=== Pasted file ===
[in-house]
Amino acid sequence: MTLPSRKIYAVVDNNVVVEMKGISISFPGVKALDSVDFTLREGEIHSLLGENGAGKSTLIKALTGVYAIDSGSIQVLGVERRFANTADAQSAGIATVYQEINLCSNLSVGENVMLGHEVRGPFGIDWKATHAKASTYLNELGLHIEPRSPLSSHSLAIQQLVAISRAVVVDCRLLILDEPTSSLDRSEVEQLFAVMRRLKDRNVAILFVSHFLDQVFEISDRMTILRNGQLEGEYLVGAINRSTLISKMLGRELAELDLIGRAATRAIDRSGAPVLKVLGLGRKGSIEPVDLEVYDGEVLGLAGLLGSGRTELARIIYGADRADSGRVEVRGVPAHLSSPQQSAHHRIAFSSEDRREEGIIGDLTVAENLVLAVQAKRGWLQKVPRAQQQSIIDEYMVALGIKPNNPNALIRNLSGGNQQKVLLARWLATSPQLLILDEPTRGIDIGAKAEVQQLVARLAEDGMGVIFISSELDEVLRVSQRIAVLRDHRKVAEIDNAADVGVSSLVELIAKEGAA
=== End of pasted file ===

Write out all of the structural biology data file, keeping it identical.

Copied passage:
[in-house]
Amino acid sequence: MTLPSRKIYAVVDNNVVVEMKGISISFPGVKALDSVDFTLREGEIHSLLGENGAGKSTLIKALTGVYAIDSGSIQVLGVERRFANTADAQSAGIATVYQEINLCSNLSVGENVMLGHEVRGPFGIDWKATHAKASTYLNELGLHIEPRSPLSSHSLAIQQLVAISRAVVVDCRLLILDEPTSSLDRSEVEQLFAVMRRLKDRNVAILFVSHFLDQVFEISDRMTILRNGQLEGEYLVGAINRSTLISKMLGRELAELDLIGRAATRAIDRSGAPVLKVLGLGRKGSIEPVDLEVYDGEVLGLAGLLGSGRTELARIIYGADRADSGRVEVRGVPAHLSSPQQSAHHRIAFSSEDRREEGIIGDLTVAENLVLAVQAKRGWLQKVPRAQQQSIIDEYMVALGIKPNNPNALIRNLSGGNQQKVLLARWLATSPQLLILDEPTRGIDIGAKAEVQQLVARLAEDGMGVIFISSELDEVLRVSQRIAVLRDHRKVAEIDNAADVGVSSLVELIAKEGAA